You can send SMS messages via a connected WaveCom or Siemens modem or via an Internet SMS gateway provider, see SMS Gateways for more information.

This approach is fundamentally flawed because of the following problems:

The SecurAccess product does not require on-demand SMS messages. The end user first enters their UserID, then enters their windows password and appends their 6 digit passcode that is already stored on their mobile phone as it was sent to them when they last authenticated. An approach that pre-loads the next required passcode each time a user authenticates resolves all the issues relating to SMS delays or short term signal loss and data connectivity.

This technique eliminates any problems with SMS delivery delays as typically an end user does not require their next passcode until the next working day. This length of time is more that adequate to allow for any SMS delays and gives plenty of time for the end user to move to a location that has a signal for example when they commute to or from their place of work. SecurEnvoy also support sending 3 valid passcodes within each SMS passcode. This technique allows for up to 3 valid authentications before requiring the next SMS message to be received.   

In "One Time" mode, the entered passcode can only be used once in exactly the same way as token companies such as RSA. A new one time code is send to the user after every authentication attempt, good or bad. Any attempt to replay the entered code will fail as the authenticated passcode is locked and can only be entered once. This mode of operation is ideal for remote users on "malicious" systems, home PC or in view of the public when authenticating. These users are only authenticating to a VPN which uses a session key so would typically only authenticate once or twice a day at the most. On average remote access users authenticate twice per week as some users may only authenticate once per month or less. Note that these users would not be authenticating their local PC's screen lock as it maybe a third party system or home PC. In "Day Code" Mode, a reusable passcode is send each day (or any number of days for example every week), this code can be reused for that day or the following day so the risk of replay attack is limited to two days which is significantly stronger that a 30 day password (weekends can be skipped). If the user does not use a day code it isn't known publicly and therefore cannot have been intercepted so a replacement day code is only send if previously used. This mode of operation is ideal for in-house desktop users that authenticate many times a day as it only requires one SMS passcode per day or less if the user is on holiday and not using their day code. So basically you can tailor the risk, ease of user and cost of SMS to suite each user's requirement depending on their environment.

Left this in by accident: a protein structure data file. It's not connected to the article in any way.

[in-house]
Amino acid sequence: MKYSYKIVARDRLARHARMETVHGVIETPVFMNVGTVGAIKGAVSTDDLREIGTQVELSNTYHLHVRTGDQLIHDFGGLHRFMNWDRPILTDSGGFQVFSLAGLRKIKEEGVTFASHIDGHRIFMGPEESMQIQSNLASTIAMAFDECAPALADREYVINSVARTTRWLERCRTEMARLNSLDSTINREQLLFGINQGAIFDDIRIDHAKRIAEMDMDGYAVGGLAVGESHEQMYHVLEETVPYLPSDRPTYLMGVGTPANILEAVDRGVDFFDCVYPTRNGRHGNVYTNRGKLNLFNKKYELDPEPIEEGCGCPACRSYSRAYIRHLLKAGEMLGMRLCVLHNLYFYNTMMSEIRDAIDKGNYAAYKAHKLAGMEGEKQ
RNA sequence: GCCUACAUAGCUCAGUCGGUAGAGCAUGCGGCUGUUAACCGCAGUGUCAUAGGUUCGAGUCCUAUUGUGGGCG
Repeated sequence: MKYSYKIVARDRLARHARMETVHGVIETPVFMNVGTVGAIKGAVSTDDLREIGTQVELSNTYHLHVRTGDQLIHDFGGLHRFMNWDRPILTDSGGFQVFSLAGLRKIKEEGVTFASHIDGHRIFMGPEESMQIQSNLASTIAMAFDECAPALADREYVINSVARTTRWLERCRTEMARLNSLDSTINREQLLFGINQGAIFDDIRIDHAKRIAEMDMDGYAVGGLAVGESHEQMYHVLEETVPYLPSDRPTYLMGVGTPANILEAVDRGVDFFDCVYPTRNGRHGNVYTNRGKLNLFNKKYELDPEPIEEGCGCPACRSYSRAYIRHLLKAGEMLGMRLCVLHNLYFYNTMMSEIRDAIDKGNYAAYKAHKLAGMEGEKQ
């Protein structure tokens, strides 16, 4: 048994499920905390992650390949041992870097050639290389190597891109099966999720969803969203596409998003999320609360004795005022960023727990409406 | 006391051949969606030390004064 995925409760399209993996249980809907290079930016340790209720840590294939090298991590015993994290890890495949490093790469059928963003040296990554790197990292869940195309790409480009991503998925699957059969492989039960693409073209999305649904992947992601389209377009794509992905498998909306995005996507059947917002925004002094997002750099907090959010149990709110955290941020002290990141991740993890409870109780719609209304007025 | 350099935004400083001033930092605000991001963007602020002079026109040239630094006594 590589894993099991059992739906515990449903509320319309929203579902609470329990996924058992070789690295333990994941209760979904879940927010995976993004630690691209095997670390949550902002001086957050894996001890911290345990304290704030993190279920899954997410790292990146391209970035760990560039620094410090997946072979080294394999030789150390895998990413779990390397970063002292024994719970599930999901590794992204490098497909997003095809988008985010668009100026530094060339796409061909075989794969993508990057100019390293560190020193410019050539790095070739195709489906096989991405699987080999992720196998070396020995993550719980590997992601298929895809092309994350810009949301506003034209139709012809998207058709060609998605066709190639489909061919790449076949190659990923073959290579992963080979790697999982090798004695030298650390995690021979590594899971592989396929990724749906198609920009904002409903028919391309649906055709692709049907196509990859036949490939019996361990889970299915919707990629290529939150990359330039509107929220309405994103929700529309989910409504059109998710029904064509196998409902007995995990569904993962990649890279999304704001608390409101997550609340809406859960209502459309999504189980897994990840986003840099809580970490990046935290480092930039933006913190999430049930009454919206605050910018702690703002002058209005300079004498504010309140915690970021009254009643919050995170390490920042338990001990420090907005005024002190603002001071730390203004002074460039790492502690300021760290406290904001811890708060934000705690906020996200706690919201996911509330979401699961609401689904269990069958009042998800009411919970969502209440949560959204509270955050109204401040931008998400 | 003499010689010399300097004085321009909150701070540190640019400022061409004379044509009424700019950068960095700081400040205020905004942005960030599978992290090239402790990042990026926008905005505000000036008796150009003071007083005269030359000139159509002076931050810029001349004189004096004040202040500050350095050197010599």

These users may not have a company supplied phones, but they almost certainly have their own mobile phones as statistics say that there are nearly twice as many live handsets as people in the UK. Even if they don't have a personal mobile phone, SecurAccess can still send a passcode to a landline telephone or even a DDI number behind a PBX.

The question is why dont they want to use their own phones? You will not be putting any software on their phone. You will simply be sending them an SMS message which will not cost the end user anything. In some cases its simply that they don't want to receive phone calls from other employees. Personal mobile number are stored encrypted so that only the SecurEnvoy administrators can read it which prevents other staff trying to call it. What is more inconvenient to the user, using up pocket space for a token or using virtual space on their mobile phone?